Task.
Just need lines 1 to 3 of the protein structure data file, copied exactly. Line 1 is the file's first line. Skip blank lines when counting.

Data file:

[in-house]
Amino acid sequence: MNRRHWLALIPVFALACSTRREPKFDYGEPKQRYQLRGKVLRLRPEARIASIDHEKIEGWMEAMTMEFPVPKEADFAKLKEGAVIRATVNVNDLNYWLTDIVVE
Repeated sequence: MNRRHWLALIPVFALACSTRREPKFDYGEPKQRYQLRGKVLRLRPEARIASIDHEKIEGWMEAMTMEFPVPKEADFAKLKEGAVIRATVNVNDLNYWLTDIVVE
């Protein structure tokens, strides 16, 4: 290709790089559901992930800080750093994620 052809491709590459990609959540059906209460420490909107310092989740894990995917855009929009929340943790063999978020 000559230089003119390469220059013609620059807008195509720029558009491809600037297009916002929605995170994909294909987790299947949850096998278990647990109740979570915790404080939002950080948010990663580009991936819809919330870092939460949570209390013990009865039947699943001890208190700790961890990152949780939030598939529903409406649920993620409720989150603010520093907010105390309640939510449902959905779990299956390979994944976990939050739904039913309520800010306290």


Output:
[in-house]
Amino acid sequence: MNRRHWLALIPVFALACSTRREPKFDYGEPKQRYQLRGKVLRLRPEARIASIDHEKIEGWMEAMTMEFPVPKEADFAKLKEGAVIRATVNVNDLNYWLTDIVVE
Repeated sequence: MNRRHWLALIPVFALACSTRREPKFDYGEPKQRYQLRGKVLRLRPEARIASIDHEKIEGWMEAMTMEFPVPKEADFAKLKEGAVIRATVNVNDLNYWLTDIVVE